Extracurricular Activities in the Upper School
The Upper School offers a rich and varied range of extracurricular offerings. These include not only our athletic and performing arts programs but fine arts, service organizations, student government, literary clubs and more. Our students are traditionally very active in these programs and often choose to invest in a combination of several of these offerings.
Please find below the list of this year's after school actities with a brief description of each.
Aspire is the ASP student newspaper. Our reporters cover school-related topics as well as social issues, world events, and human interest stories.
The Habitat Club at ASP continues to battle poverty by building homes for low-income families. Club members, in addition to raising awareness throughout the year, prepare for a trip to a build site; past trips have included Portugal, Romania, Macedonia, and Indonesia. The club welcomes Upper School students from all grades! Faculty supervisors: Duncan McEachern (email@example.com) & Alyssa Pierce (firstname.lastname@example.org). Meets: Tuesdays/3:40 – 4:20/Room 467.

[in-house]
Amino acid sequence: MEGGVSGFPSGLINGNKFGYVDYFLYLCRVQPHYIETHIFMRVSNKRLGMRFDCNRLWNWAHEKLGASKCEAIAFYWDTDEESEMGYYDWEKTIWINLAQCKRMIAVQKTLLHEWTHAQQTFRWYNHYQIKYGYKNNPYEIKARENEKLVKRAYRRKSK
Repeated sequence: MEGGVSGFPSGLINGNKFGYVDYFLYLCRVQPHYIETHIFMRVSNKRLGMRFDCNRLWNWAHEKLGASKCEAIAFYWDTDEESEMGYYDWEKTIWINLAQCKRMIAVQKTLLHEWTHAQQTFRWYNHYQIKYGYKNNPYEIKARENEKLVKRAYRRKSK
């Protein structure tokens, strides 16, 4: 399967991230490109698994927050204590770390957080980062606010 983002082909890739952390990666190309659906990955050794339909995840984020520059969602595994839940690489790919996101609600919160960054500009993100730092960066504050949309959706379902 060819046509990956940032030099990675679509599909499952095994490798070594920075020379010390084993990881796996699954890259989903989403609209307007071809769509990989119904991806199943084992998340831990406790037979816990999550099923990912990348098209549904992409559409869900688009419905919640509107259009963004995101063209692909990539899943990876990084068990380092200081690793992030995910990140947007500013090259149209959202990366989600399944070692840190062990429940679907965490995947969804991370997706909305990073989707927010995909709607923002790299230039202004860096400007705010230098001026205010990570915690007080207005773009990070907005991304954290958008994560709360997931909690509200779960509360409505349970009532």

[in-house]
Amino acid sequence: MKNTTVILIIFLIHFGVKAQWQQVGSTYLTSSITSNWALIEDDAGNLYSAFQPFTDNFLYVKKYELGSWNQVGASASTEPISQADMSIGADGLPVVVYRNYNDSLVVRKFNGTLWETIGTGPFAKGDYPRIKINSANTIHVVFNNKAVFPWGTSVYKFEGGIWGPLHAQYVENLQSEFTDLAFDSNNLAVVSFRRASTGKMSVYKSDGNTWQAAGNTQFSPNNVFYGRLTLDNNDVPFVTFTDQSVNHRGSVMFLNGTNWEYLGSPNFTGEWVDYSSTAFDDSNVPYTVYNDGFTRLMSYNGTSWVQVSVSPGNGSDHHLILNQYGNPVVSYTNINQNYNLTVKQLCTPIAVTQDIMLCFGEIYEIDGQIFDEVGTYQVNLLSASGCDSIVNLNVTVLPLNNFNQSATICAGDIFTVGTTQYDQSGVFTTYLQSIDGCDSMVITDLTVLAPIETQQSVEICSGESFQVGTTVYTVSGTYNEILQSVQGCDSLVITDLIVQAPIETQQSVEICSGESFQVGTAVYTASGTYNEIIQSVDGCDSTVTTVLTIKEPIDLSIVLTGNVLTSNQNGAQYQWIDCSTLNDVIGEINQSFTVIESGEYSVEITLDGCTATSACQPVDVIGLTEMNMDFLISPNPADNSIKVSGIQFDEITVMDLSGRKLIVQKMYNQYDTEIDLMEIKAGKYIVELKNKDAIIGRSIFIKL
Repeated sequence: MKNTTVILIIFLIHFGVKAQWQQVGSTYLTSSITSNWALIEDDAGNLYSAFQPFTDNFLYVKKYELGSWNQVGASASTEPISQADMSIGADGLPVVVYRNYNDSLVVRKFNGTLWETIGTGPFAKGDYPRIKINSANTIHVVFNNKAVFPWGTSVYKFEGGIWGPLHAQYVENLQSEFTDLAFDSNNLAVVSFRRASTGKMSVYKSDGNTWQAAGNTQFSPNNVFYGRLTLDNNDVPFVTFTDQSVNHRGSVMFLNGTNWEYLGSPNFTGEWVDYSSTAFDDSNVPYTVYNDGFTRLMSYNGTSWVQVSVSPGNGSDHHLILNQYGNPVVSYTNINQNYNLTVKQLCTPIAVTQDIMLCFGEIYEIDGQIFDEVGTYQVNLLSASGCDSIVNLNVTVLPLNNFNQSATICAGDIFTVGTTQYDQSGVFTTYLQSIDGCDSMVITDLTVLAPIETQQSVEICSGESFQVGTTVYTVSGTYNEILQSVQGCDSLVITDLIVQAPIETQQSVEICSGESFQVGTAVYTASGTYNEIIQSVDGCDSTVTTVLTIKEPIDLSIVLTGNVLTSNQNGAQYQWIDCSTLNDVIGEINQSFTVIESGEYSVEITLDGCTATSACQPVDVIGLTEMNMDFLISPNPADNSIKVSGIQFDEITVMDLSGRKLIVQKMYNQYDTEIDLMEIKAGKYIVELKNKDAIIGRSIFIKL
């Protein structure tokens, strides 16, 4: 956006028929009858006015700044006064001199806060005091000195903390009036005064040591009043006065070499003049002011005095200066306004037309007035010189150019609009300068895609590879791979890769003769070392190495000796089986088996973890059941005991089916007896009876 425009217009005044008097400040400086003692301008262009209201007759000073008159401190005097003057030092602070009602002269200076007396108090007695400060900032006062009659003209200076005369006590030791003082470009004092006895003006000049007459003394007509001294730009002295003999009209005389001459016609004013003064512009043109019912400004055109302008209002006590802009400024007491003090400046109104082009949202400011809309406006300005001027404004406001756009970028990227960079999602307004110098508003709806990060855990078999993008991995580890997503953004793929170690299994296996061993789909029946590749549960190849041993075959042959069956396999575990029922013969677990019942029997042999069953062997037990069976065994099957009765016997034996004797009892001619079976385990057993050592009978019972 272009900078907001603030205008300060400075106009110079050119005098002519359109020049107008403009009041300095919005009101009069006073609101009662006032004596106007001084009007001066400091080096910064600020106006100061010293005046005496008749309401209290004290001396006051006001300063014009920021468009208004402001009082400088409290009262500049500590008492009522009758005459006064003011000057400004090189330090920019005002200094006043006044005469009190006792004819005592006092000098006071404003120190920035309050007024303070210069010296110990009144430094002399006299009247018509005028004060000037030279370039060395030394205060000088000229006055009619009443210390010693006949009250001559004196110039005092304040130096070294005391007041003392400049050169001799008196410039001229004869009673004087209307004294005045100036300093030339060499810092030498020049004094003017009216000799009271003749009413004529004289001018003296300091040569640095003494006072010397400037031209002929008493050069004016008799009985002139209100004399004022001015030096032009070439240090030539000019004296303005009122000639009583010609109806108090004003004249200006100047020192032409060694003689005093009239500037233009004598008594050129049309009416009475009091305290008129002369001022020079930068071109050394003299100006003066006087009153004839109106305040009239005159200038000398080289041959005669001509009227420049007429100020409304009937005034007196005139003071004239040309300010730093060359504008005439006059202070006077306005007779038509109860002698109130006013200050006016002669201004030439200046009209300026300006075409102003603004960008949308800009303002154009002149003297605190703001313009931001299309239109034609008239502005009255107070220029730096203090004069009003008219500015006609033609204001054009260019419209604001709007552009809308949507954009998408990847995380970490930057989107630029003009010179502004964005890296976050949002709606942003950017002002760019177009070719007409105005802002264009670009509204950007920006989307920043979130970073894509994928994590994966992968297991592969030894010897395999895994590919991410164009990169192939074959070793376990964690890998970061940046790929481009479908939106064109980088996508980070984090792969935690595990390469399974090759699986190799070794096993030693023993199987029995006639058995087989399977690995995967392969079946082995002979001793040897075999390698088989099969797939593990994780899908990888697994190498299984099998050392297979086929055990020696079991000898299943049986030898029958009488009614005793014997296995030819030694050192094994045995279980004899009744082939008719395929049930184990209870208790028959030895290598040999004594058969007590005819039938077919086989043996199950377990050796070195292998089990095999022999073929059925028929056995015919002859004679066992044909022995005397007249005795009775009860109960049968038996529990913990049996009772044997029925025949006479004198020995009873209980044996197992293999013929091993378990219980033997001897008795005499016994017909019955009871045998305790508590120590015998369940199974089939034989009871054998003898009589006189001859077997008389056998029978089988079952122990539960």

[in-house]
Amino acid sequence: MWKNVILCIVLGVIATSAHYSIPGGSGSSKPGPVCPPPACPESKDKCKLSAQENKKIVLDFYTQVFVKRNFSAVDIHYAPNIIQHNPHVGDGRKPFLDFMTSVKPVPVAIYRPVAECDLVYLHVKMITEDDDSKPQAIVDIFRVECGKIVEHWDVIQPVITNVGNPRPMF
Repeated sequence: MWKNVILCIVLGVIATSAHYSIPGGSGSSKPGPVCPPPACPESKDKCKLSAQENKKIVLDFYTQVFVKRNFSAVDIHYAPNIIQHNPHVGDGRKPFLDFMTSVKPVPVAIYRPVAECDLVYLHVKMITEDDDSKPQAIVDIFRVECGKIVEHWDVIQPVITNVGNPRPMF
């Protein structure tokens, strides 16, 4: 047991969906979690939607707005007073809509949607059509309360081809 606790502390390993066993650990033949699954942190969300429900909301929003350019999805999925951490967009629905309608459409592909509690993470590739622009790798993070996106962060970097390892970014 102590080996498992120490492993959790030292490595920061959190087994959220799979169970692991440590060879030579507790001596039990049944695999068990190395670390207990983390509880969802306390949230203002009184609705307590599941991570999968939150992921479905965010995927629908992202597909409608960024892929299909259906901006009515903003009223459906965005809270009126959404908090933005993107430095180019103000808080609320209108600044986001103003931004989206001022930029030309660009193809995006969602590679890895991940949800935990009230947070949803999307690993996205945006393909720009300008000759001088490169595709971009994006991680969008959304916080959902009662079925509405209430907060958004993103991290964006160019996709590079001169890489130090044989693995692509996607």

In ART CLUB, students may work on various projects involving diverse materials and supports (choice made individually). Photography included! This club is for the student who needs more time to do their art work (IB) or the student who cannot fit art into their schedule. Group projects, such as murals for the school may be proposed. Faculty supervisor: Frank Vescio (email@example.com).